An assessment of the relationship between Robert Walpole and the City during his Long Ministry: ‘Walpole’s twenty one years in power brought great benefits to the City, but its favourable influence was never readily available to him and its hostility at the end was a factor in his final defeat by his Tory opponents’.
Read by Dr James Cope 29 March 2004
The background to my paper, Mr President, is the uneasy transition from the era of the Stuarts to that of the Hanoverians during the early years of the eighteenth century. With regard to the City it has been said that a record of all the instances in which the City of London has participated in the affairs of the Kingdom would amount to a history of England as seen from the windows of Guildhall and certainly during Walpole’s long Ministry the City’s influence was repeatedly used to help or to hinder his administration according to its assessments of its own interests.
Walpole’s twenty one years in power brought great benefits to the City, but its favourable influence was never readily available to him and its hostility at the end was a factor in his final defeat by his Tory opponents.
Robert Walpole was born in 1676 by direct descent from a companion of William of Normandy. The unsettled background to his early years may have been a formative influence later manifested in his constant policy to promote prosperity at home and to preserve peace abroad. During his childhood the Monarch was Charles II. He died in 1685 and was succeeded by his brother as King James II. By the time the young Walpole was aged twelve the new King’s bold actions to gain complete equality for his Roman Catholic and dissenting Protestant subjects had offended not only the Anglican clergy, but also public opinion generally and Prince William of Orange was invited to intervene. He came with an army to a welcoming country and at the end of 1688 King James fled to France with his Queen and infant son who, in later years, was referred to as the Old Pretender. From early 1689 James’s Protestant daughter Mary and her husband William reigned as joint Monarchs.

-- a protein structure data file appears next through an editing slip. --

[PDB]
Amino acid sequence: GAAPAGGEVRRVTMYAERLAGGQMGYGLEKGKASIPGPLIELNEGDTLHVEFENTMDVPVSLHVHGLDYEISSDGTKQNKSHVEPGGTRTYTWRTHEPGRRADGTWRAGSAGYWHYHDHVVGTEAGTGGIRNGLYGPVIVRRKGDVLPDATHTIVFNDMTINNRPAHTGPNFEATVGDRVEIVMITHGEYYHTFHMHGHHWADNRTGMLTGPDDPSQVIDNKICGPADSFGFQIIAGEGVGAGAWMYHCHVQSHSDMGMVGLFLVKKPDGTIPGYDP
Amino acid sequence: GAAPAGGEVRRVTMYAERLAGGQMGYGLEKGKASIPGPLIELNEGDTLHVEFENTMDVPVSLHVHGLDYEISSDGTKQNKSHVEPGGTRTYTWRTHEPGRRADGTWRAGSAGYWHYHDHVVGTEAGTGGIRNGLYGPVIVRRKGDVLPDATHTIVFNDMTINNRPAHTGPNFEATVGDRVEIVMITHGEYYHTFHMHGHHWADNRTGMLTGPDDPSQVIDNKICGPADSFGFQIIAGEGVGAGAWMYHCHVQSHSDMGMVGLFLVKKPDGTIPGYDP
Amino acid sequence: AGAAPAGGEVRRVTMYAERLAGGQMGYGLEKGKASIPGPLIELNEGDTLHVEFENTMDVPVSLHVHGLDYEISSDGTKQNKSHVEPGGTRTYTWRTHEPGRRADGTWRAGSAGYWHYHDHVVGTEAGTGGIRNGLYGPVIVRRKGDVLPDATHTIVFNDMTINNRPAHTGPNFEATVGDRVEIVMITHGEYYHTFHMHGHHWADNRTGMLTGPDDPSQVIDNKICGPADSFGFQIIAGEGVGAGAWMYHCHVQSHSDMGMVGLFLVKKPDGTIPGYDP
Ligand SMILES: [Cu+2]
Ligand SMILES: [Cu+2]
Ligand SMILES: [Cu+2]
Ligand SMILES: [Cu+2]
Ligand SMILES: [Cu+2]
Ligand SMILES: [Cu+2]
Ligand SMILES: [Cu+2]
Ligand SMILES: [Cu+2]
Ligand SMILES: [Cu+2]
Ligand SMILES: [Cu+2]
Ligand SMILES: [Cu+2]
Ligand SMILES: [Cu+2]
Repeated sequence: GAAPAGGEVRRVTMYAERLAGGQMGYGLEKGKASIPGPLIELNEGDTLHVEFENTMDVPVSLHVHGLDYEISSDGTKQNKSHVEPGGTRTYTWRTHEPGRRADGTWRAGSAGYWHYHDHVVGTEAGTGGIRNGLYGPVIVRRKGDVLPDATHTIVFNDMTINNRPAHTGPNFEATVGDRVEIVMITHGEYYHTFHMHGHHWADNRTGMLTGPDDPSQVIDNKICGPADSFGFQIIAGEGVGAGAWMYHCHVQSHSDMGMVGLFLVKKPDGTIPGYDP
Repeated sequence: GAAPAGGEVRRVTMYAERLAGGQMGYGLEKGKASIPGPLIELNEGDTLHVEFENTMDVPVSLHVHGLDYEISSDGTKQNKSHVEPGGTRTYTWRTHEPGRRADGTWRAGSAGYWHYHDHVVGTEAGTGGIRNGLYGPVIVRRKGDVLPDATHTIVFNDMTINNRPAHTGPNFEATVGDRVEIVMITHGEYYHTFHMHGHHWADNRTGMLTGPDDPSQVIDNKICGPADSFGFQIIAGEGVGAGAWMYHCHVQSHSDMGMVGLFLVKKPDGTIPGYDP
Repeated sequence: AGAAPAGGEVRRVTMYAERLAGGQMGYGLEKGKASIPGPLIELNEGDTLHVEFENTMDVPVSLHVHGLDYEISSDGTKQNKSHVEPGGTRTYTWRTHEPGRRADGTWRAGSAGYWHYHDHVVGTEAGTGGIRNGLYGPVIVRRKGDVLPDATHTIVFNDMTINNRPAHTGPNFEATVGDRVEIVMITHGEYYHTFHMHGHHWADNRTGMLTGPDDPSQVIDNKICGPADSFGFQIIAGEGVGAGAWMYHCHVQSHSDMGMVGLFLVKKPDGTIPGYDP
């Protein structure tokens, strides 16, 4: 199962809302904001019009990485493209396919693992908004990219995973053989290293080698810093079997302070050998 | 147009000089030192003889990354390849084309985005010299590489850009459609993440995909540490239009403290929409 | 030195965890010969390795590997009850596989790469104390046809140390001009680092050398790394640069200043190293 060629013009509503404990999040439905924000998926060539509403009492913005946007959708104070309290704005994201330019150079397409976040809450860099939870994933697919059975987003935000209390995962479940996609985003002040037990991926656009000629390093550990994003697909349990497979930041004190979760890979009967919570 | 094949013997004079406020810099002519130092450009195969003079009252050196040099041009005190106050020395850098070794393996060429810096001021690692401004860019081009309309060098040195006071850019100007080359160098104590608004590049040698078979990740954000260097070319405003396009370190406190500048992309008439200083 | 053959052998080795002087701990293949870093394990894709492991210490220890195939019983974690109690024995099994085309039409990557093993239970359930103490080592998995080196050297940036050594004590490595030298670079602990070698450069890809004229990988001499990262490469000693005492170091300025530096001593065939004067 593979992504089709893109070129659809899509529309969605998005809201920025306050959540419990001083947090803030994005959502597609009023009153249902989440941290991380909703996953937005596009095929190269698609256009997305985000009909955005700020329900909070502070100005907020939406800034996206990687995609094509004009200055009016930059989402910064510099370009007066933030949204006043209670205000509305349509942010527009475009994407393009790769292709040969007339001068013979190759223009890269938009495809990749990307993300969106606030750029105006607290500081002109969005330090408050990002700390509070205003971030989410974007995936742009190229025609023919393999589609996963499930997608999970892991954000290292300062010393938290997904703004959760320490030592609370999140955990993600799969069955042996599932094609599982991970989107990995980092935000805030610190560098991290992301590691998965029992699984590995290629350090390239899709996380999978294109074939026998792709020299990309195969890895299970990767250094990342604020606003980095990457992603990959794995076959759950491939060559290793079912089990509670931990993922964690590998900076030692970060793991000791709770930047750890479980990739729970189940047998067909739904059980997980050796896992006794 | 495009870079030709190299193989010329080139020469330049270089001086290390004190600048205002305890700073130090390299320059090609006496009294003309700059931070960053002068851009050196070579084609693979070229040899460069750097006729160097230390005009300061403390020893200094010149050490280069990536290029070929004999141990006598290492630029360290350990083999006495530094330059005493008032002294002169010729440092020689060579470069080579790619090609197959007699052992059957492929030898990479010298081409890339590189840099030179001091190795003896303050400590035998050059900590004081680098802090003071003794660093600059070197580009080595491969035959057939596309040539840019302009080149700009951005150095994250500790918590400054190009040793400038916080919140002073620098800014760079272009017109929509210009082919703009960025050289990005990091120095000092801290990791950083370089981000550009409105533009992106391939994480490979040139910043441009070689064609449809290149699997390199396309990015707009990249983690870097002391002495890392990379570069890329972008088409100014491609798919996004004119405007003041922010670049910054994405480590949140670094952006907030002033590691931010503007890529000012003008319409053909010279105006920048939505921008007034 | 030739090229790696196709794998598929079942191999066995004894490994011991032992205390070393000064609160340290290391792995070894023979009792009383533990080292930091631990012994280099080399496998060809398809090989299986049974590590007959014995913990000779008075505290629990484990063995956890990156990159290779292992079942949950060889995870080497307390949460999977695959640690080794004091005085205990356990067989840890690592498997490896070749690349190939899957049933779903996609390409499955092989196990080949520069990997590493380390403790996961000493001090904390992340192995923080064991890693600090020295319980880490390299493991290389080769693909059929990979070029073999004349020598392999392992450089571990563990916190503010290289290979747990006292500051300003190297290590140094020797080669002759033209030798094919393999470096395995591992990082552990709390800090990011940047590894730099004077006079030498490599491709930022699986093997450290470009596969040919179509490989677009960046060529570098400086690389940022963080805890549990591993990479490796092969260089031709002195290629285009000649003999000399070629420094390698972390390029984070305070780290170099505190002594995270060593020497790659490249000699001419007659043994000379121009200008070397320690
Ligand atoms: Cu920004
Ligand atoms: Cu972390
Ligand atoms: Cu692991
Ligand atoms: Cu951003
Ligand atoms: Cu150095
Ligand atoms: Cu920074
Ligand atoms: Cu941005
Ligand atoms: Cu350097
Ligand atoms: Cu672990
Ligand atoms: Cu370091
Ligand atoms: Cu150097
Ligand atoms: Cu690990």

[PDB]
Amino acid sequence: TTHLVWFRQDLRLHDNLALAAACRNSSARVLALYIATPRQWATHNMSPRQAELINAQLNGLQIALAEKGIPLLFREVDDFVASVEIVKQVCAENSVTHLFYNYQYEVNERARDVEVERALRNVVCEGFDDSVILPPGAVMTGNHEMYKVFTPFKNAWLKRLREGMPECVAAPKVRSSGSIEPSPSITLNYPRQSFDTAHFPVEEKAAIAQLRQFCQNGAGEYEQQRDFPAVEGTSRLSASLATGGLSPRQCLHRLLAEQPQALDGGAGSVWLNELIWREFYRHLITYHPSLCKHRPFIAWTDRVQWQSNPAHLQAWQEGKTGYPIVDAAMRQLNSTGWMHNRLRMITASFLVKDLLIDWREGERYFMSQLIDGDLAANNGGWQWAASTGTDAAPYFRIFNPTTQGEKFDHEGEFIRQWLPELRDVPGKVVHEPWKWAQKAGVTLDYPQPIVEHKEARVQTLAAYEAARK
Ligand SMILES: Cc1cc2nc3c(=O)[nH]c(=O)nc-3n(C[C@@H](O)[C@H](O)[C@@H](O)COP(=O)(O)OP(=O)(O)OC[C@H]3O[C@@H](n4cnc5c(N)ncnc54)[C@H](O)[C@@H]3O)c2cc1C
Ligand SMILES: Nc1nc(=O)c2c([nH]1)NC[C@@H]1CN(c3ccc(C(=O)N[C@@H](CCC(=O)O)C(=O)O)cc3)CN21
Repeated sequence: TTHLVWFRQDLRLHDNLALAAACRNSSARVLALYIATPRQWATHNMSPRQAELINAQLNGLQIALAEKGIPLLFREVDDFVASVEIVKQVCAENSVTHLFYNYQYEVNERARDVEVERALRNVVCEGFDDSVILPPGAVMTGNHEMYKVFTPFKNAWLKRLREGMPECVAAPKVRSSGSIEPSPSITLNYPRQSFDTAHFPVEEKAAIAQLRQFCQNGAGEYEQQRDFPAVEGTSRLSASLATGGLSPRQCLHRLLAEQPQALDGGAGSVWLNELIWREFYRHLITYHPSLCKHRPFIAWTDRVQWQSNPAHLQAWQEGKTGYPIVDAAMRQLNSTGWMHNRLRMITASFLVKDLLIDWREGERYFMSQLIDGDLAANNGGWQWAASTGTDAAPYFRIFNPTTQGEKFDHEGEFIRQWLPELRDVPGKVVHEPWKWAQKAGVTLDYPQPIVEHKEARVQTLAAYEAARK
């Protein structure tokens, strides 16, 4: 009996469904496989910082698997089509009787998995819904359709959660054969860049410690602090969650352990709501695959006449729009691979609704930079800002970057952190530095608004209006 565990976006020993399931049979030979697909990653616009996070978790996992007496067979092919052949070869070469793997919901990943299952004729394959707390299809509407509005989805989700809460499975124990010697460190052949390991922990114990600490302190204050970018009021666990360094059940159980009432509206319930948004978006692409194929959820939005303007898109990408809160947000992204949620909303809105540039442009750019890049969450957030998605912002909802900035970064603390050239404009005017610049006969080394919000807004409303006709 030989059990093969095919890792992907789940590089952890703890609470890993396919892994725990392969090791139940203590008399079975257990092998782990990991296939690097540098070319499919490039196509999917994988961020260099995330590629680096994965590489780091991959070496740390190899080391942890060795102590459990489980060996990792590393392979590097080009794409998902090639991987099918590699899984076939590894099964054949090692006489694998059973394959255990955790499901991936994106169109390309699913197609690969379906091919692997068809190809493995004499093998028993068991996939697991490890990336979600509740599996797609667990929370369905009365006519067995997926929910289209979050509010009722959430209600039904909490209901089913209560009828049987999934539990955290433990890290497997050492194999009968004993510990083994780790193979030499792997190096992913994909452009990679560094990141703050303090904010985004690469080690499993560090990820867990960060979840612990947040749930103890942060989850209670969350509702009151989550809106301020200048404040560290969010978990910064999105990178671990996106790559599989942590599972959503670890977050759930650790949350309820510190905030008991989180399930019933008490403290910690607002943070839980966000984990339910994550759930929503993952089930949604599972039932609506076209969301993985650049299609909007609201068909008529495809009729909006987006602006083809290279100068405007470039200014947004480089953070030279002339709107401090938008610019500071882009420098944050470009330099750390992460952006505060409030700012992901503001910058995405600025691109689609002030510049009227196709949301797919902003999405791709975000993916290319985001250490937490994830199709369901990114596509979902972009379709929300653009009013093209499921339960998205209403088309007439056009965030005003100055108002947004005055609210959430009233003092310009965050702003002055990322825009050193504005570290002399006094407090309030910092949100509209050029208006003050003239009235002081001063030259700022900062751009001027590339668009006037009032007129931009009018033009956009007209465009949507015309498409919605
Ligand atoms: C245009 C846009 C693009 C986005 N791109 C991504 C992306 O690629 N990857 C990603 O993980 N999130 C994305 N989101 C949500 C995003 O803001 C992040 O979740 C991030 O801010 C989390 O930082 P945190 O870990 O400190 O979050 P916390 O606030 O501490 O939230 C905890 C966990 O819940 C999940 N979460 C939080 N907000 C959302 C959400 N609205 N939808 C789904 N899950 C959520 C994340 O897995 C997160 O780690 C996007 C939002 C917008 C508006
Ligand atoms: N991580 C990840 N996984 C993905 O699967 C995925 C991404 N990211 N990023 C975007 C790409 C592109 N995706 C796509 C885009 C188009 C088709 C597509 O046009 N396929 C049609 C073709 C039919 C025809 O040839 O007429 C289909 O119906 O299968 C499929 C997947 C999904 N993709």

Mary died in 1694 and William died in 1702. Mary’s sister Anne then became Queen so by the time Walpole was age twenty six the throne had changed hands four times.
In 1700 Robert Walpole married the granddaughter of Sir John Shorter (Lord Mayor 1687) and when his father died in 1701 he inherited the family estate in Norfolk and was elected to Parliament in the Whig interest for Castle Rising a family owned pocket borough. The election which followed the accession of Queen Anne returned a Tory government, but Walpole was again elected for Lynn another family owned pocket borough and represented it throughout his Parliamentary career.
The election in 1708 returned a Whig government and Walpole, whose abilities had been noted by the Duke of Marlborough, was appointed Secretary for War and in 1710 Treasurer of the Navy. His efficiency led even his opponents to say “he does everything with the same ease and tranquillity as if he were doing nothing”, but in 1712 he was
accused of corrupt receipt of money and was committed to The Tower. He had not received the funds in question and was released.
Queen Anne died in 1714 and in accordance with the Act of Settlement of 1701 which provided for Protestant succession the throne passed to the great grandson of James I and the Elector of Hanover arrived to become King George I of England. The new King maintained his love for Hanover and made frequent visits leading, in 1717, to a dispute between leading Whigs relating to the foreign policy of the King. Walpole withdrew from office and opposed his former colleagues on several measures one of which was the South Sea Act. He pointed out the fallacy inherent in the scheme to reduce the National Debt (then about thirty million pounds) by relying on the anticipated rise in stock of the South Sea Company and referred to it as an evil of the first magnitude. He was ignored and the Act was passed by a large majority in April 1720. It set off a frenzy of speculation leading to an eight-fold rise in the price of stock by mid-1721 followed by an equally steep fall and the ruin of those who had gambled their savings. Members of the Government had behaved corruptly, but Walpole had not been involved and was appointed Chief Minister. He succeeded in restoring the public credit and to some extent relieving the losses of private citizens, but this did not gain any public favour and simultaneous with his entry into office the City Corporation petitioned the House of Commons to bring relief to the situation in order that “trade may flourish, public credit be restored and justice done to an injured people”.